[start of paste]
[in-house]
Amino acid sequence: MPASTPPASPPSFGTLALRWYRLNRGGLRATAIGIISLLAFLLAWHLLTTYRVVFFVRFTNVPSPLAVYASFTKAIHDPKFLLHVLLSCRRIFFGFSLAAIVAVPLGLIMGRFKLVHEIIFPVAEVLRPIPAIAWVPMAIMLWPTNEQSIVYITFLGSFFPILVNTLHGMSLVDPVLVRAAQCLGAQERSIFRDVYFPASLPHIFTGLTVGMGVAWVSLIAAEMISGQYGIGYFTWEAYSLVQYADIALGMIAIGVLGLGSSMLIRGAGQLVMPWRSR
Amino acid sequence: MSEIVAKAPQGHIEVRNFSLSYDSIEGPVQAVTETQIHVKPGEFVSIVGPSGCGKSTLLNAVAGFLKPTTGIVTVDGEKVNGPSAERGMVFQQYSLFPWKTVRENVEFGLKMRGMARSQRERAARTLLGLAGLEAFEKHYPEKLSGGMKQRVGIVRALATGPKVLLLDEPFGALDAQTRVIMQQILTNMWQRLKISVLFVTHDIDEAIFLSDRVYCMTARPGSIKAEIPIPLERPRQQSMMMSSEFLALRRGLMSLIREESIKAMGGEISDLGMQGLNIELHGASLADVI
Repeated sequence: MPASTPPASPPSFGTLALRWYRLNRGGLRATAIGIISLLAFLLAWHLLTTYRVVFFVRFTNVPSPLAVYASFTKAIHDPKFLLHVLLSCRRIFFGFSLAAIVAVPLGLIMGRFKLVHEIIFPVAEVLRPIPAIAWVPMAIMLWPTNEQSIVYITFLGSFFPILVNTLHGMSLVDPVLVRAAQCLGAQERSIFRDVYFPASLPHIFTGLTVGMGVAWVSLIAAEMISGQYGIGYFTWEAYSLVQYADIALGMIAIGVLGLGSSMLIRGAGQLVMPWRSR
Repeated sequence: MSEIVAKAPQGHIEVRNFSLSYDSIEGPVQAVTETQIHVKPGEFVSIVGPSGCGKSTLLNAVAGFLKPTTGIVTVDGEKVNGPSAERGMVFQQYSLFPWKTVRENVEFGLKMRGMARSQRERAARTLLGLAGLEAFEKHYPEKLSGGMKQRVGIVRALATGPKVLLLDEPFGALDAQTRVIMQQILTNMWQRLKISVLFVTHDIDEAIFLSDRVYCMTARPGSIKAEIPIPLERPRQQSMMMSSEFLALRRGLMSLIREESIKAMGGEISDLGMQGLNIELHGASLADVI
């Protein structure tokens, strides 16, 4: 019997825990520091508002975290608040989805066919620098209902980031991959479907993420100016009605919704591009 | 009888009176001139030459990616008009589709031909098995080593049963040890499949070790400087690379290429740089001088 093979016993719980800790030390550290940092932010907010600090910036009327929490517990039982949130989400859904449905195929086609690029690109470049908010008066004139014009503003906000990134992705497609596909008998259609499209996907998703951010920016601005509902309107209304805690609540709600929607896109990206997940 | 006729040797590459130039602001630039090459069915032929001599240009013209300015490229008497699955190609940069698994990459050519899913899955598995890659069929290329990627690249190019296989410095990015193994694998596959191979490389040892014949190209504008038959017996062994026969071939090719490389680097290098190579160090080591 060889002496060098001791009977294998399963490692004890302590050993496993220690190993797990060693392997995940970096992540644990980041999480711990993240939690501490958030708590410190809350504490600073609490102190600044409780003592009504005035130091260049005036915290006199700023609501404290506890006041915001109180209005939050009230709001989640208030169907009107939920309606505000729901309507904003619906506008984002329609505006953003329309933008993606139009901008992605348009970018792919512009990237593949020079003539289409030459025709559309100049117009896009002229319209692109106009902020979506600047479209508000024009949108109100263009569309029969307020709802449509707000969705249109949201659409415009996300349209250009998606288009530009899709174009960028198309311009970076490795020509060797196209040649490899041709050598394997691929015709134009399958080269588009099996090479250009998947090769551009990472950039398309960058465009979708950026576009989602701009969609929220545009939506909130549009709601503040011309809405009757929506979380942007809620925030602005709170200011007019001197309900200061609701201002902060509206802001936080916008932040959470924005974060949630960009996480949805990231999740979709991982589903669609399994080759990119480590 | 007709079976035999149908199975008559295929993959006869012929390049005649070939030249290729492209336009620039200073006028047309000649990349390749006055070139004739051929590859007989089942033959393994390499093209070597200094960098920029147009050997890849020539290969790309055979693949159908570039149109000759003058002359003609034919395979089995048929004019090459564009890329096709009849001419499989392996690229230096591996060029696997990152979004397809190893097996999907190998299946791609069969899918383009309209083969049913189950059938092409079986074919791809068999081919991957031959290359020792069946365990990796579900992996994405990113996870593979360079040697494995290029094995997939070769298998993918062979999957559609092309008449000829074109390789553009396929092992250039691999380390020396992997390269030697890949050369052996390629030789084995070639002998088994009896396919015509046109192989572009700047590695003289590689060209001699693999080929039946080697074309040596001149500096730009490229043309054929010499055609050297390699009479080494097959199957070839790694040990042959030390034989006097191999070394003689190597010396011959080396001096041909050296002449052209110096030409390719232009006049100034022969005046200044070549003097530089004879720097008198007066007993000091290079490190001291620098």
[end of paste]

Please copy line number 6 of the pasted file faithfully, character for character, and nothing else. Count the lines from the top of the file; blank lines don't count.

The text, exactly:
């Protein structure tokens, strides 16, 4: 019997825990520091508002975290608040989805066919620098209902980031991959479907993420100016009605919704591009 | 009888009176001139030459990616008009589709031909098995080593049963040890499949070790400087690379290429740089001088 093979016993719980800790030390550290940092932010907010600090910036009327929490517990039982949130989400859904449905195929086609690029690109470049908010008066004139014009503003906000990134992705497609596909008998259609499209996907998703951010920016601005509902309107209304805690609540709600929607896109990206997940 | 006729040797590459130039602001630039090459069915032929001599240009013209300015490229008497699955190609940069698994990459050519899913899955598995890659069929290329990627690249190019296989410095990015193994694998596959191979490389040892014949190209504008038959017996062994026969071939090719490389680097290098190579160090080591 060889002496060098001791009977294998399963490692004890302590050993496993220690190993797990060693392997995940970096992540644990980041999480711990993240939690501490958030708590410190809350504490600073609490102190600044409780003592009504005035130091260049005036915290006199700023609501404290506890006041915001109180209005939050009230709001989640208030169907009107939920309606505000729901309507904003619906506008984002329609505006953003329309933008993606139009901008992605348009970018792919512009990237593949020079003539289409030459025709559309100049117009896009002229319209692109106009902020979506600047479209508000024009949108109100263009569309029969307020709802449509707000969705249109949201659409415009996300349209250009998606288009530009899709174009960028198309311009970076490795020509060797196209040649490899041709050598394997691929015709134009399958080269588009099996090479250009998947090769551009990472950039398309960058465009979708950026576009989602701009969609929220545009939506909130549009709601503040011309809405009757929506979380942007809620925030602005709170200011007019001197309900200061609701201002902060509206802001936080916008932040959470924005974060949630960009996480949805990231999740979709991982589903669609399994080759990119480590 | 007709079976035999149908199975008559295929993959006869012929390049005649070939030249290729492209336009620039200073006028047309000649990349390749006055070139004739051929590859007989089942033959393994390499093209070597200094960098920029147009050997890849020539290969790309055979693949159908570039149109000759003058002359003609034919395979089995048929004019090459564009890329096709009849001419499989392996690229230096591996060029696997990152979004397809190893097996999907190998299946791609069969899918383009309209083969049913189950059938092409079986074919791809068999081919991957031959290359020792069946365990990796579900992996994405990113996870593979360079040697494995290029094995997939070769298998993918062979999957559609092309008449000829074109390789553009396929092992250039691999380390020396992997390269030697890949050369052996390629030789084995070639002998088994009896396919015509046109192989572009700047590695003289590689060209001699693999080929039946080697074309040596001149500096730009490229043309054929010499055609050297390699009479080494097959199957070839790694040990042959030390034989006097191999070394003689190597010396011959080396001096041909050296002449052209110096030409390719232009006049100034022969005046200044070549003097530089004879720097008198007066007993000091290079490190001291620098």